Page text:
Summary:

There’s already a few apps for getting a job on the iPhone, but today sees the release of the first one dedicated entirely to one employer. AT&T is taking advantage of the device it remains the sole distributor of in the U.S. to help in its […]

att_jobsThere’s already a few apps for getting a job on the iPhone, but today sees the release of the first one dedicated entirely to one employer. AT&T is taking advantage of the device it remains the sole distributor of in the U.S. to help in its ongoing search for quality staff.

The AT&T Jobs App (iTunes link) is the first app of its kind, one designed by a company to promote only its specific job listings. Job seekers will find updated info on openings, career-related events, and even company information, so you can take it with you to the interview and do a little last minute cramming while you’re waiting to see HR staff.

Scott Smith, AT&T’s Vice President of Staffing, had this to say about the app and the reasoning behind its creation to mobile site Mobiletor.com:

The AT&T Jobs App combines greater accessibility with up-to-date information on career advancement at AT&T on one of the world’s most popular devices. This app provides a mobile and interactive way for applicants to network and identify employment opportunities, while expanding the reach of our AT&T career portal to even more people.

You can also use the app to suggest jobs to qualified people in your network of friends and family, thanks to a job post sharing feature, or forward it to your email address so you can give more detailed attention at home on your primary computer.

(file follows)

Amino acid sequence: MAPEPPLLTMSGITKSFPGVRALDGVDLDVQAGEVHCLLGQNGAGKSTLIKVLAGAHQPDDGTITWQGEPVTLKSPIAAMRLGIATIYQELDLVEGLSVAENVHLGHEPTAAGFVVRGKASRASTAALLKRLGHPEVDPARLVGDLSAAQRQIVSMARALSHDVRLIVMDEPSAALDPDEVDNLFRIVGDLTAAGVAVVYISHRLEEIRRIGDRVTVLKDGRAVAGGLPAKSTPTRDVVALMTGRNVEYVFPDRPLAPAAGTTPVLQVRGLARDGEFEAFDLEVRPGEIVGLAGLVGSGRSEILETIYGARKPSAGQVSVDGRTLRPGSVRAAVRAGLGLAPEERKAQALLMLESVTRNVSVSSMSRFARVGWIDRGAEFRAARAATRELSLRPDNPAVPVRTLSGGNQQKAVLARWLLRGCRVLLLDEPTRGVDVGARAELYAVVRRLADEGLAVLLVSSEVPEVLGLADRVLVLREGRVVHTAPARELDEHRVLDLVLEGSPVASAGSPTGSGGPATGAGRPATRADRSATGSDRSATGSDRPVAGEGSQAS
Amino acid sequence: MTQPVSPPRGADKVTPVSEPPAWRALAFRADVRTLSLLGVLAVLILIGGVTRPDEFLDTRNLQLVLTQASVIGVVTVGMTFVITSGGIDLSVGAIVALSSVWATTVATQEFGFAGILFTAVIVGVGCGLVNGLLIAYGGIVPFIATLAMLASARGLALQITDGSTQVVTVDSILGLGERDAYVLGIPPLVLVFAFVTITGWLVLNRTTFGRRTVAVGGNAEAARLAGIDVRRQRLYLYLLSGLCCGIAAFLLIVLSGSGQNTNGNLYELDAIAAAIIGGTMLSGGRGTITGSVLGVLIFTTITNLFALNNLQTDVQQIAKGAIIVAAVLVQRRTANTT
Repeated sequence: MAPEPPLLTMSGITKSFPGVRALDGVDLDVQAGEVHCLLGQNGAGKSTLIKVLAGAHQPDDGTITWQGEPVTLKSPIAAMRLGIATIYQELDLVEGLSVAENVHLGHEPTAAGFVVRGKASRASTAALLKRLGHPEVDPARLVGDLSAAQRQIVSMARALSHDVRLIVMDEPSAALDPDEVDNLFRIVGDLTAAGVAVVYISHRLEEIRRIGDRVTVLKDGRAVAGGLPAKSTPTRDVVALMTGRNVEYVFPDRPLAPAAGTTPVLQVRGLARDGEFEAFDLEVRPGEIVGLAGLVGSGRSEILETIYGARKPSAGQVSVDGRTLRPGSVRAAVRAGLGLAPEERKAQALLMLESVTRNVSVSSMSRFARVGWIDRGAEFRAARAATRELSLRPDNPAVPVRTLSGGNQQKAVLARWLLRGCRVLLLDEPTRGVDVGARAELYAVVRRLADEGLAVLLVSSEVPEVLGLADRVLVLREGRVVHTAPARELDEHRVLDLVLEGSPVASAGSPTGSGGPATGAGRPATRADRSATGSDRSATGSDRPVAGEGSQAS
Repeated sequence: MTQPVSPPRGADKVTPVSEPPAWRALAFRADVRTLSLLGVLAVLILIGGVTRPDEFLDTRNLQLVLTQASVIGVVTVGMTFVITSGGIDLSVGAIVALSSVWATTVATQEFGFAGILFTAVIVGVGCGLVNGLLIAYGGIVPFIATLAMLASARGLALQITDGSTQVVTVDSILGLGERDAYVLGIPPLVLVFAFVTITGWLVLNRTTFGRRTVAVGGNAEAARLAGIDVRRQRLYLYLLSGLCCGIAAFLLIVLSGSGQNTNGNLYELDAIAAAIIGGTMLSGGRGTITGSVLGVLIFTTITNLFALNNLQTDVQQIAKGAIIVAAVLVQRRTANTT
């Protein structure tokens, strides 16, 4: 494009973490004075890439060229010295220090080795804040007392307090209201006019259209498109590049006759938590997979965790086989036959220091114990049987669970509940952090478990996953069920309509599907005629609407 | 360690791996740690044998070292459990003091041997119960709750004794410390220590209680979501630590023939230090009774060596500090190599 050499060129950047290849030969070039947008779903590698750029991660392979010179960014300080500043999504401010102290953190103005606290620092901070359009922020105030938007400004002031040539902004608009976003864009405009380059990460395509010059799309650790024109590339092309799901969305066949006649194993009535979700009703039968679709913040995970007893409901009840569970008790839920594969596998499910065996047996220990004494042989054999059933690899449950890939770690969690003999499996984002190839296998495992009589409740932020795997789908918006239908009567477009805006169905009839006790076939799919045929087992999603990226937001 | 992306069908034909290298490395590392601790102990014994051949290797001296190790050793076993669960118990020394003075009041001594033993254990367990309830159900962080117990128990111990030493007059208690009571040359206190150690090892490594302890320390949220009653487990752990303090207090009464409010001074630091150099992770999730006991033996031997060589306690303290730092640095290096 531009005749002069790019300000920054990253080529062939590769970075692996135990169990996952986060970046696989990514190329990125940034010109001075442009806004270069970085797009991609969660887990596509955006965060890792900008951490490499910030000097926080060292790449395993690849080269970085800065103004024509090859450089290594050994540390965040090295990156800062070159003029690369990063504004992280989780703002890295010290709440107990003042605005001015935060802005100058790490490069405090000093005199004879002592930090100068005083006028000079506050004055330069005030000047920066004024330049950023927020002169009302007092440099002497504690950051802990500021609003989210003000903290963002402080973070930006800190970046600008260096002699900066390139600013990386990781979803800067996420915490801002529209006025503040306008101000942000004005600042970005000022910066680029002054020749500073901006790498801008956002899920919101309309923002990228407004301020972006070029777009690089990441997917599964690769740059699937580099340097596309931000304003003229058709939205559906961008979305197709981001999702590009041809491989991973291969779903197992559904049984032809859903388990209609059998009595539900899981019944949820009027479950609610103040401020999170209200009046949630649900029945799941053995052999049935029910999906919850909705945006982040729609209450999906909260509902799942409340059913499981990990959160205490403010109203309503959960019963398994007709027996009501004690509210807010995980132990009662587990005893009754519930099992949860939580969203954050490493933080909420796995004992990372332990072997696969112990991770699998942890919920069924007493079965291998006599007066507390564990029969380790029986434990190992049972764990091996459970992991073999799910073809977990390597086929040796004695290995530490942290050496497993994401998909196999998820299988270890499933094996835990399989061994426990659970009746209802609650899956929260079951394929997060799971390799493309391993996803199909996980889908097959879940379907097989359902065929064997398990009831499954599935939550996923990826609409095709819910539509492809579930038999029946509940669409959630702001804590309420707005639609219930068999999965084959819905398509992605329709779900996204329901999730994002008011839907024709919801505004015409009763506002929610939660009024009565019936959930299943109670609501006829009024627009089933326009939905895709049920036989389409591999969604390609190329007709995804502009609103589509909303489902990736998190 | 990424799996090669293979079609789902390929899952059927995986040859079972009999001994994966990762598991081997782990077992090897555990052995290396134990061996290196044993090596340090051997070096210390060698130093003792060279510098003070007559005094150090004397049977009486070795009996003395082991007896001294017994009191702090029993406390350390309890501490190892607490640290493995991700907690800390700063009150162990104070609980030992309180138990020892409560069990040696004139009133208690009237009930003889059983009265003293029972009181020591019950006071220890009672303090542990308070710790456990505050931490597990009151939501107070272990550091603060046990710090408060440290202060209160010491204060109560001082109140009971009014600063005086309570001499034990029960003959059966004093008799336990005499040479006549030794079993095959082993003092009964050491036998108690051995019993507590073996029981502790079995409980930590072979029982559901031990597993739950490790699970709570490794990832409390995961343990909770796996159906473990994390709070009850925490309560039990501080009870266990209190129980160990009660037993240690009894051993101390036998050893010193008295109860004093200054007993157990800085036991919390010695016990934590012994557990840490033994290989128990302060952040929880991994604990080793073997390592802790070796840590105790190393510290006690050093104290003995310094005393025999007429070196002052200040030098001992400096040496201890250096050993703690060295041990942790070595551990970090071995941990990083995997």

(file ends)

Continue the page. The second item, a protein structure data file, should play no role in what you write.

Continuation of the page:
Finding jobs is as simple as performing a fully customizable search, or by browsing the available positions via categories like broadband, retail, and wireless. You can also search using criteria like geographic area and qualifications required, which should expedite the process of finding a suitable listing somewhat.

If you’re interested in doing something in person, you can browse a list of all the events AT&T is holding or participating in relating to job seeking. Many are college-based job fairs, but there are also info sessions and teleconferences listed. Finally, the Media section provides potential employees with plenty of information about the company and the industry so that they can study up.

It may not be perfectly executed (job listings load in an in-app web view, for example, instead of as properly integrated components of the app), you can’t apply to any job directly from your device (though would you want to?), and there’s no feature to take advantage of your phone’s location services to find jobs or events in your immediate area.

Still, it’s a step in the right direction for major employers, and others would do well to follow AT&T’s example. If you want to reach as wide an audience as possible, which should theoretically net you the best job candidates, what better way to do so than to offer iPhone accessibility, which most people probably have on them even when there isn’t a computer in reach.

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